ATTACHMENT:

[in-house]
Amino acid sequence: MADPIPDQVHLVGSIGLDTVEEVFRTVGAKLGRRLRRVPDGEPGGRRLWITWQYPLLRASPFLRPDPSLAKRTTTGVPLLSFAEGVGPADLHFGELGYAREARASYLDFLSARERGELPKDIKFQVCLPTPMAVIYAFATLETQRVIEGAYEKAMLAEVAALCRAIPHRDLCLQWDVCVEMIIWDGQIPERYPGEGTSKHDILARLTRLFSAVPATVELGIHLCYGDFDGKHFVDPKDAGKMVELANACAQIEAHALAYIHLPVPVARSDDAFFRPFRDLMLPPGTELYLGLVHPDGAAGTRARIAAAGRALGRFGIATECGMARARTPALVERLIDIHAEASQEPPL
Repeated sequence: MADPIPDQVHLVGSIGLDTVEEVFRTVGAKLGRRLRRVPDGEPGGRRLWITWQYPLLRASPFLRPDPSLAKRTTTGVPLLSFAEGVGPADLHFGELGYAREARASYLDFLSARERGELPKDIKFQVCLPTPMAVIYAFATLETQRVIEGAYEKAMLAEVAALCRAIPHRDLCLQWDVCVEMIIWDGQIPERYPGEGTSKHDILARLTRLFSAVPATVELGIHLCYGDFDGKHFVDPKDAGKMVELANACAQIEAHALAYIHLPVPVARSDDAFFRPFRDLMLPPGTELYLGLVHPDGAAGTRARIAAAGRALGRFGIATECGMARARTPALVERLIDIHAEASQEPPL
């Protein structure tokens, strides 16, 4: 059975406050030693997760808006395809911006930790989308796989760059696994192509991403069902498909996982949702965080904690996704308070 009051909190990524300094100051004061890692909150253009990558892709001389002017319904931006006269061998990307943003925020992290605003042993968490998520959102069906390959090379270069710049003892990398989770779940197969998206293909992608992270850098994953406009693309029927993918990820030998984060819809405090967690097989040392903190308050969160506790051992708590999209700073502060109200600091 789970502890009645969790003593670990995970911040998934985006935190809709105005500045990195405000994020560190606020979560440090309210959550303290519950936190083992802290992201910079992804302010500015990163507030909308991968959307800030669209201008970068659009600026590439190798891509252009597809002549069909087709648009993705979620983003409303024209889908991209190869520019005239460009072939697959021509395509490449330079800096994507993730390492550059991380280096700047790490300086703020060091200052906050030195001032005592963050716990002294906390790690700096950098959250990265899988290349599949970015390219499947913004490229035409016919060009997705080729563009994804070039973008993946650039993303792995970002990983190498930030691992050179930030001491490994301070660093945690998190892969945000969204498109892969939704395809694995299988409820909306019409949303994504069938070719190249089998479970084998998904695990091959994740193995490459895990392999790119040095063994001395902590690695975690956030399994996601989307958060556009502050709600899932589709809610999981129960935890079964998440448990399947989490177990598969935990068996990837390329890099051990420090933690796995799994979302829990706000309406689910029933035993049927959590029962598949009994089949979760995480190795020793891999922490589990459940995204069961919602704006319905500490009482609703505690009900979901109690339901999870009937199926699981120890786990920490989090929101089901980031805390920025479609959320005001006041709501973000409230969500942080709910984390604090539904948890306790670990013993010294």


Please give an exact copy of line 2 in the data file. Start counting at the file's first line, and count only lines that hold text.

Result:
Amino acid sequence: MADPIPDQVHLVGSIGLDTVEEVFRTVGAKLGRRLRRVPDGEPGGRRLWITWQYPLLRASPFLRPDPSLAKRTTTGVPLLSFAEGVGPADLHFGELGYAREARASYLDFLSARERGELPKDIKFQVCLPTPMAVIYAFATLETQRVIEGAYEKAMLAEVAALCRAIPHRDLCLQWDVCVEMIIWDGQIPERYPGEGTSKHDILARLTRLFSAVPATVELGIHLCYGDFDGKHFVDPKDAGKMVELANACAQIEAHALAYIHLPVPVARSDDAFFRPFRDLMLPPGTELYLGLVHPDGAAGTRARIAAAGRALGRFGIATECGMARARTPALVERLIDIHAEASQEPPL